According to Ran Berkman, Founder of Webtools, a global digital marketing firm, “In general, we recommend to clients that the minimum content for a website page should be around 700 words and up to about 1900. More is more, depending on the topic. The main goal of website content is to get your message across efficiently so that readers will take the next step, such as book a consult or stay on to explore additional pages. Include a table of contents on long pages to help visitors quickly navigate to the portions they are most interested in. Be sure to use numbered lists, bulleted points, subheaders, and bolded text to make pages easy to read.”

Removing obstacles for clients to make the process of appointments, scheduling, payments, cancellations, aftercare and follow up visits. If it is simple and intuitive, prospective clients are more likely to spend time on your site and channels and book an appointment.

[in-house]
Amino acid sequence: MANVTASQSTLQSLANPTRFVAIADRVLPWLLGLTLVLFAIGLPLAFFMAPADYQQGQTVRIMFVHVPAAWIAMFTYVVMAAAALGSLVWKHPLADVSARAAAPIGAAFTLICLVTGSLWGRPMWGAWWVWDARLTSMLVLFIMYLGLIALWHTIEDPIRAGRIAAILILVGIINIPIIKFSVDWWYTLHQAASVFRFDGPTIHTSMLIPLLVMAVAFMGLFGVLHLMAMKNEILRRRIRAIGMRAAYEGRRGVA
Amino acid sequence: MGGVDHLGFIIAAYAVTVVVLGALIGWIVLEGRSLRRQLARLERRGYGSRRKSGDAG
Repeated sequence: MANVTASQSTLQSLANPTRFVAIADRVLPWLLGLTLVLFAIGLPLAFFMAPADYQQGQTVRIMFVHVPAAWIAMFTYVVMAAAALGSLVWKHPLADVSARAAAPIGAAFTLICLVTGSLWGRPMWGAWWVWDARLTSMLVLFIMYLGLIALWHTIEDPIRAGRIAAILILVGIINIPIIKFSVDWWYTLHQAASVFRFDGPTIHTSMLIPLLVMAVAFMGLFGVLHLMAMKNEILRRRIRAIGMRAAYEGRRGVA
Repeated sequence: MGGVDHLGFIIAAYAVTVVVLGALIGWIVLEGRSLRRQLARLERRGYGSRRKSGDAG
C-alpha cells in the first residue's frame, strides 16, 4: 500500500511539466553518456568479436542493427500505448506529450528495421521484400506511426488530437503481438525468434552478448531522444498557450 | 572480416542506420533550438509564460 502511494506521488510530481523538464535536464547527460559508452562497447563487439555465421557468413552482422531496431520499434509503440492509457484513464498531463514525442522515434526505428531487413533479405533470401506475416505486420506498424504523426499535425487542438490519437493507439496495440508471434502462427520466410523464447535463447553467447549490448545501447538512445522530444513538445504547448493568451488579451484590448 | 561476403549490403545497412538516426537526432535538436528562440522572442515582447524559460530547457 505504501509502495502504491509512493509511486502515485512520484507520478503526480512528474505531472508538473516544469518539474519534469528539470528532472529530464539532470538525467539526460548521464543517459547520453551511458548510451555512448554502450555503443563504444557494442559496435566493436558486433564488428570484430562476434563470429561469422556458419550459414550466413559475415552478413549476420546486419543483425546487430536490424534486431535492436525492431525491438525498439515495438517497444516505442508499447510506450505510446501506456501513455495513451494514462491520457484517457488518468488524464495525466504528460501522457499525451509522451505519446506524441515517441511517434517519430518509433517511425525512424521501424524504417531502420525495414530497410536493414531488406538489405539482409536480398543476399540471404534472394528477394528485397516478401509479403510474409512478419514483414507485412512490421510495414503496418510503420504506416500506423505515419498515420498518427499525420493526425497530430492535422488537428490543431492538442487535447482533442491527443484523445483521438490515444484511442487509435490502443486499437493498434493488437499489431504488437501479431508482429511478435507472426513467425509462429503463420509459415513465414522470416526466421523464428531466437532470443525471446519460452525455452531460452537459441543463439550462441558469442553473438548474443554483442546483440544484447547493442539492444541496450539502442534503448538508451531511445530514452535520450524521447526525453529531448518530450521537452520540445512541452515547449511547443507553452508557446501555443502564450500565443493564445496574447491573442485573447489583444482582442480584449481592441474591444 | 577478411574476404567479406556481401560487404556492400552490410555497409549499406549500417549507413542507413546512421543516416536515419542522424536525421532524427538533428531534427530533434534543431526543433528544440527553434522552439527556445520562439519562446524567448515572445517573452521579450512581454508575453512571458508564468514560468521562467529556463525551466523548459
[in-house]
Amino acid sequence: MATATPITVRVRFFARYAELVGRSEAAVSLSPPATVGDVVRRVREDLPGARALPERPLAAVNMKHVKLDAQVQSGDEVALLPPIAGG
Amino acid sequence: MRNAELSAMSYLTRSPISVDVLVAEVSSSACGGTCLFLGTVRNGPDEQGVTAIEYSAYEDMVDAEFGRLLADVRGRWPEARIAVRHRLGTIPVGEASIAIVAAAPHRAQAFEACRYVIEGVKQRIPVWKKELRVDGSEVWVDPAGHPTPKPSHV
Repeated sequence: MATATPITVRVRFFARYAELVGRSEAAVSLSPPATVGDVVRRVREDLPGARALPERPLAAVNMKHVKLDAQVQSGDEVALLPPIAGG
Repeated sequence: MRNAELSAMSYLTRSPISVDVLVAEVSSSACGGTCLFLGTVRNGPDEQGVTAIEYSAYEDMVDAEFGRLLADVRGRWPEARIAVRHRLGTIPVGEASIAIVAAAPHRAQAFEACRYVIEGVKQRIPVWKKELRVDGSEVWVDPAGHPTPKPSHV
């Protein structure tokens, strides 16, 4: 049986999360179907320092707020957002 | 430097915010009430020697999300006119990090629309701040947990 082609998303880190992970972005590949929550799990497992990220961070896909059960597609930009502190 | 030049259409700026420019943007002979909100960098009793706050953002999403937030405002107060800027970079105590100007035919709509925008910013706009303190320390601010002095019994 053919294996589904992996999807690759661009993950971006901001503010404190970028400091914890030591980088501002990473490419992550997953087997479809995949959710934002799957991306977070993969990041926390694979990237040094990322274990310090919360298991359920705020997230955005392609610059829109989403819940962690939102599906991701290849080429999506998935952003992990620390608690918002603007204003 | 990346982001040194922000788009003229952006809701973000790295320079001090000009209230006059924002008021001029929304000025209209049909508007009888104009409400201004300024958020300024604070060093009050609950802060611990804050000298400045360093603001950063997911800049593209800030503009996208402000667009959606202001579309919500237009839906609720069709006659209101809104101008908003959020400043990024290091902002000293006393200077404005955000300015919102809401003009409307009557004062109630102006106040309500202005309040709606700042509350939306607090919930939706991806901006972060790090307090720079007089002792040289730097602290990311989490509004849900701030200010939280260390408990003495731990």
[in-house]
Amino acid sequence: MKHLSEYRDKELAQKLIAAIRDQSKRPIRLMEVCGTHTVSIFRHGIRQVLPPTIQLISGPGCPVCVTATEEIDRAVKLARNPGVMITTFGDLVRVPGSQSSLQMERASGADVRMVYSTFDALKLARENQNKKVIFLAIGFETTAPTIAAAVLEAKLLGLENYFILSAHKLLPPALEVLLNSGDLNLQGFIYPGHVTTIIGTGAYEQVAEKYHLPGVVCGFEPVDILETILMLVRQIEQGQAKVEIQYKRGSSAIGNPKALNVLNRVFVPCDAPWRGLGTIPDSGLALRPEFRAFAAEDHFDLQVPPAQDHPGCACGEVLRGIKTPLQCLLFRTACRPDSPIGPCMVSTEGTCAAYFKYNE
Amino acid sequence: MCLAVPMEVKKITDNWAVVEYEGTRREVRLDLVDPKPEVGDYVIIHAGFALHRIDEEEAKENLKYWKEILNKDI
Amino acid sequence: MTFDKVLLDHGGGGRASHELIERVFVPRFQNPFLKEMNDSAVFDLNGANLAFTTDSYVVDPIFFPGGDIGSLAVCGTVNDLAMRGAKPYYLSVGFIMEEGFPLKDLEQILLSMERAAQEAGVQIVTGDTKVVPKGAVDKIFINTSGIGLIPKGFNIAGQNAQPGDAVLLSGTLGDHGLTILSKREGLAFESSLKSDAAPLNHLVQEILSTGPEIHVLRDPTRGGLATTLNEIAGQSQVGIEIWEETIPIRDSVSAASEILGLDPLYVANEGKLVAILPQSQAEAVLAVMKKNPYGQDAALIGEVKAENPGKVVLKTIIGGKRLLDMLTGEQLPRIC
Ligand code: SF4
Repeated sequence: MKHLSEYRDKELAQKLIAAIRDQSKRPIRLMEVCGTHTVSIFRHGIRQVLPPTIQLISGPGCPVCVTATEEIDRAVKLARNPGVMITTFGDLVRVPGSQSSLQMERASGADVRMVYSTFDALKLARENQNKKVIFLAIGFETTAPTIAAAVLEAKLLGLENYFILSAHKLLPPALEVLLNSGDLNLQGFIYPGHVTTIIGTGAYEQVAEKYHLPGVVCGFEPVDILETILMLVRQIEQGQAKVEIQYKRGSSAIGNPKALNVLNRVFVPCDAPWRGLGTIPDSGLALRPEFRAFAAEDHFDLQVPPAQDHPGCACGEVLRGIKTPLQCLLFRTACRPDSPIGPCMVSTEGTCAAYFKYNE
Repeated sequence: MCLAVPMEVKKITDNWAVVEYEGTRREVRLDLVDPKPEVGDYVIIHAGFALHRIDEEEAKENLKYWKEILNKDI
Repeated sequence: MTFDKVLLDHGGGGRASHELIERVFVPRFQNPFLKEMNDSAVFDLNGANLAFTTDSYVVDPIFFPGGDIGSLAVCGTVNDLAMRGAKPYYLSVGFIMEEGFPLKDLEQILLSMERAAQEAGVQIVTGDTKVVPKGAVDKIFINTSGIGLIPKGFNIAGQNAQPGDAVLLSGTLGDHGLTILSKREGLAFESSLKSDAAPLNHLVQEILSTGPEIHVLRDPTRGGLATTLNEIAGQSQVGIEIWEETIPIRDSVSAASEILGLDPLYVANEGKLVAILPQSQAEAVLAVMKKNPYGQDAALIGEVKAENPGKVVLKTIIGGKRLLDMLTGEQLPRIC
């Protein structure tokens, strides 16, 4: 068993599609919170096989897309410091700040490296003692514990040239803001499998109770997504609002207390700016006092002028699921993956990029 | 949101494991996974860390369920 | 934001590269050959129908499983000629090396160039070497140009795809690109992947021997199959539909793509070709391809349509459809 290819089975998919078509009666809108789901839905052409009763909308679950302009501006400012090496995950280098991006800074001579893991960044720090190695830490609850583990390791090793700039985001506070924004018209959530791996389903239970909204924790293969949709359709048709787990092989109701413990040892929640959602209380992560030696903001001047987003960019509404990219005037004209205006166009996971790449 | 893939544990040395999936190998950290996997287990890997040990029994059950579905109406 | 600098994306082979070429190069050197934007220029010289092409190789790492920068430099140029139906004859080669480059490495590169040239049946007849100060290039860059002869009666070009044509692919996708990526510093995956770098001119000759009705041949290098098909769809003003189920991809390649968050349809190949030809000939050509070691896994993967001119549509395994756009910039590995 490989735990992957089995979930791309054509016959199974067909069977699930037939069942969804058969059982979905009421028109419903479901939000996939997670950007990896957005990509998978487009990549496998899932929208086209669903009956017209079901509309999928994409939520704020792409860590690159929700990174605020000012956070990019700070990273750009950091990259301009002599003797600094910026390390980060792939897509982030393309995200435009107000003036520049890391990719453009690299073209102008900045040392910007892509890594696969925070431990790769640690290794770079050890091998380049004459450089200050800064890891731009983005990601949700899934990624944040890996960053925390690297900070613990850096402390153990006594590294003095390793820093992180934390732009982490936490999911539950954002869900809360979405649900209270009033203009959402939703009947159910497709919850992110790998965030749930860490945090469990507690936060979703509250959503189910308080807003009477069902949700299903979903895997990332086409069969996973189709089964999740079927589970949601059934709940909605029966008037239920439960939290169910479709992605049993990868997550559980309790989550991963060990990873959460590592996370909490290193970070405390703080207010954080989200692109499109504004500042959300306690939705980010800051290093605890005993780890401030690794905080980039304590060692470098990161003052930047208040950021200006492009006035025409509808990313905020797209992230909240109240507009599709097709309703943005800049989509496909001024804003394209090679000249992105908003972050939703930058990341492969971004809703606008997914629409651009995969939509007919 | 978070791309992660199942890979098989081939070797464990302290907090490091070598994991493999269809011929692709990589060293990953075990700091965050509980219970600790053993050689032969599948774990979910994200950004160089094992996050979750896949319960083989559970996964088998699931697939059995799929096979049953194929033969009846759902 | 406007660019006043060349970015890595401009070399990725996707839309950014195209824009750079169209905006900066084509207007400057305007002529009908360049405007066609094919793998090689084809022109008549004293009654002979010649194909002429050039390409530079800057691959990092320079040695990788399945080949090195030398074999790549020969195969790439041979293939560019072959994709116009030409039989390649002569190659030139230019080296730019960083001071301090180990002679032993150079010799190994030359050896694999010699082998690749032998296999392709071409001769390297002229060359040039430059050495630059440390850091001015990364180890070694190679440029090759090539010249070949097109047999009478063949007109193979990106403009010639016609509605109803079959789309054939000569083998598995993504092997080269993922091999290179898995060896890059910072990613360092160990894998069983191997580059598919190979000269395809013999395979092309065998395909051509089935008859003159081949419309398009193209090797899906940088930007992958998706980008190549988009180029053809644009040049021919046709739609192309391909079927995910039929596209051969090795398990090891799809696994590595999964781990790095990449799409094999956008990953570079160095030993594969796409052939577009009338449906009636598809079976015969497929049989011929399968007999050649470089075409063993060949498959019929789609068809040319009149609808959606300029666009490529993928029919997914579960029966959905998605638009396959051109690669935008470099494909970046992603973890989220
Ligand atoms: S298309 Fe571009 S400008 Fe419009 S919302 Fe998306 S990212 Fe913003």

Get to know your clients

To understand the changing needs and preferences of your clients, get to know them on a deeper level. You may be surprised at how savvy they are. You may also learn that what is really important to them is not what you thought.

Consistent communication is a critical success factor in medical aesthetics. The more you understand your clients, the better you will be at servicing their needs. You will need to judge the specific intervals that your clients are happy with in terms of eblasts, texts, etc. For example, monthly may be fine, but weekly may be overkill for some of your clients.

Reviewing your analytics on all platforms offers definitive intel on your clients’ behaviour so you can finetune your marketing strategy. The analytics of the platform you are using to send eblasts, for example, should provide all the evidence you need to determine the open rate, rate that clients are opting out, and rate that they are sending these to a friend.

Don’t just satisfy; delight your clients

To build a successful aesthetic brand, you must strive to convince your target audience that you can deliver the solutions they need.

Use your own experiences to think like your customers and consider how you could alleviate their pain points. Anticipate the pain points your clients may experience and address them before they even become a problem.